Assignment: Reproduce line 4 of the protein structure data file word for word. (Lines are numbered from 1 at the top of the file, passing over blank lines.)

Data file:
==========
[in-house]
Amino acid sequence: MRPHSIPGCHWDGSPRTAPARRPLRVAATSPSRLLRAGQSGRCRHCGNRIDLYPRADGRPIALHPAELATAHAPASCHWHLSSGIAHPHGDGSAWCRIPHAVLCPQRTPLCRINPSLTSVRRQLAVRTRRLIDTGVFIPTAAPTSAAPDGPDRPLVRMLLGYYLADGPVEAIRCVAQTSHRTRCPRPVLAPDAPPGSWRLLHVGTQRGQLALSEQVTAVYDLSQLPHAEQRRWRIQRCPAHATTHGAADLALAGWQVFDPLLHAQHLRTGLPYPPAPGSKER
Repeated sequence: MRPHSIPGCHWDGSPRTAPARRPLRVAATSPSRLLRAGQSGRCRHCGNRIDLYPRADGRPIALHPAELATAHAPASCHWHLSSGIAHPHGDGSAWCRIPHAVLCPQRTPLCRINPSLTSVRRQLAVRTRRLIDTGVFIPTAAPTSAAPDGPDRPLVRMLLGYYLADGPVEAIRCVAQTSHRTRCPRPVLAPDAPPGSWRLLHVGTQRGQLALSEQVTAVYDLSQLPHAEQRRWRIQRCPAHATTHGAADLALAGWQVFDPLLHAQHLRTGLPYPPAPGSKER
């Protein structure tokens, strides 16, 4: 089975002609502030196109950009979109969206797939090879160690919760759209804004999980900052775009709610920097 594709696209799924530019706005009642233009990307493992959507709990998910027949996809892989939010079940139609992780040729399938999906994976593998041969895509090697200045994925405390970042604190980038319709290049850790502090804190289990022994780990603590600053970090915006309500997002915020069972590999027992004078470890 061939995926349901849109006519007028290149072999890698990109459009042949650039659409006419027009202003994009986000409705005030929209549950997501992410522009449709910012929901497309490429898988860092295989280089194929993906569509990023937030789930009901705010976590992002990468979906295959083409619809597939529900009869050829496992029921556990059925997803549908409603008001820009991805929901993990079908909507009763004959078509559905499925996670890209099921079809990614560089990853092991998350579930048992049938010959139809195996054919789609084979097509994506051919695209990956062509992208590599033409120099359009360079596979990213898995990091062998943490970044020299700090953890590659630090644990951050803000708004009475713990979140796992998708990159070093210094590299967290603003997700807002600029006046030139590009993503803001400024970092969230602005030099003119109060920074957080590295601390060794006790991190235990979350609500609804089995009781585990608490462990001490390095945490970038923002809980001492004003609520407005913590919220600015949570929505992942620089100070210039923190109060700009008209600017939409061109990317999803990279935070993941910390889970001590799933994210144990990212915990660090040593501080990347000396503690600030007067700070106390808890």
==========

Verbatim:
């Protein structure tokens, strides 16, 4: 089975002609502030196109950009979109969206797939090879160690919760759209804004999980900052775009709610920097 594709696209799924530019706005009642233009990307493992959507709990998910027949996809892989939010079940139609992780040729399938999906994976593998041969895509090697200045994925405390970042604190980038319709290049850790502090804190289990022994780990603590600053970090915006309500997002915020069972590999027992004078470890 061939995926349901849109006519007028290149072999890698990109459009042949650039659409006419027009202003994009986000409705005030929209549950997501992410522009449709910012929901497309490429898988860092295989280089194929993906569509990023937030789930009901705010976590992002990468979906295959083409619809597939529900009869050829496992029921556990059925997803549908409603008001820009991805929901993990079908909507009763004959078509559905499925996670890209099921079809990614560089990853092991998350579930048992049938010959139809195996054919789609084979097509994506051919695209990956062509992208590599033409120099359009360079596979990213898995990091062998943490970044020299700090953890590659630090644990951050803000708004009475713990979140796992998708990159070093210094590299967290603003997700807002600029006046030139590009993503803001400024970092969230602005030099003119109060920074957080590295601390060794006790991190235990979350609500609804089995009781585990608490462990001490390095945490970038923002809980001492004003609520407005913590919220600015949570929505992942620089100070210039923190109060700009008209600017939409061109990317999803990279935070993941910390889970001590799933994210144990990212915990660090040593501080990347000396503690600030007067700070106390808890």